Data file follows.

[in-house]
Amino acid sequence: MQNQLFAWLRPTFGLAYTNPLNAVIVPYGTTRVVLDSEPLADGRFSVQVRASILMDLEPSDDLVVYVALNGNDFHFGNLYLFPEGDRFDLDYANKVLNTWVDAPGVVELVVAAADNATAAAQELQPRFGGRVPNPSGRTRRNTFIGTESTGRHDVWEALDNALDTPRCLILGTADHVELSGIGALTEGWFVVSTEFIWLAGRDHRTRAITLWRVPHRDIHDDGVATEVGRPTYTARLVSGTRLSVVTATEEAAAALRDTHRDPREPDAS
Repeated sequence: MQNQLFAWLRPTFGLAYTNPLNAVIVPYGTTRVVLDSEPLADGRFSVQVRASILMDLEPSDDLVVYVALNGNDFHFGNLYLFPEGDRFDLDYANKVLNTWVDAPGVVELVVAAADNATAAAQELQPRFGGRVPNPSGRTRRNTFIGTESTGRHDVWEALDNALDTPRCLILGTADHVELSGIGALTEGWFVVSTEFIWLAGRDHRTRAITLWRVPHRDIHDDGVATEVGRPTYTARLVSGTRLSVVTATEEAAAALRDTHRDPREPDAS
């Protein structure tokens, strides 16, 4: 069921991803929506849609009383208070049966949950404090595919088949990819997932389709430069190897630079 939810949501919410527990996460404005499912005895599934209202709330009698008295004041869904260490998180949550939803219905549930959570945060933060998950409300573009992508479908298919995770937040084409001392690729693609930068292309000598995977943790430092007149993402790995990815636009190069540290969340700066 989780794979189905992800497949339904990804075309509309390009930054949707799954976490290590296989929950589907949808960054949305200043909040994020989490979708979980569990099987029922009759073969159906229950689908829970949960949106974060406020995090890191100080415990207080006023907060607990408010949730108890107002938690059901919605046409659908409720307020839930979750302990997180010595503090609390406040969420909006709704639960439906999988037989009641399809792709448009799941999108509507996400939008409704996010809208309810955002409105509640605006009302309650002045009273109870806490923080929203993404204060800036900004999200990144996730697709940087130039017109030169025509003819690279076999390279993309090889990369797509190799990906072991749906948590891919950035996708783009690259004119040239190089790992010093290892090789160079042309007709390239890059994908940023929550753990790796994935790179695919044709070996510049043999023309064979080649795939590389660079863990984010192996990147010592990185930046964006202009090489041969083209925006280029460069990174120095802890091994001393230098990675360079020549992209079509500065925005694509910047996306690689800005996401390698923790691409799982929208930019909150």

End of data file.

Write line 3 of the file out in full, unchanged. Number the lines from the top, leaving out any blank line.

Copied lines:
Repeated sequence: MQNQLFAWLRPTFGLAYTNPLNAVIVPYGTTRVVLDSEPLADGRFSVQVRASILMDLEPSDDLVVYVALNGNDFHFGNLYLFPEGDRFDLDYANKVLNTWVDAPGVVELVVAAADNATAAAQELQPRFGGRVPNPSGRTRRNTFIGTESTGRHDVWEALDNALDTPRCLILGTADHVELSGIGALTEGWFVVSTEFIWLAGRDHRTRAITLWRVPHRDIHDDGVATEVGRPTYTARLVSGTRLSVVTATEEAAAALRDTHRDPREPDAS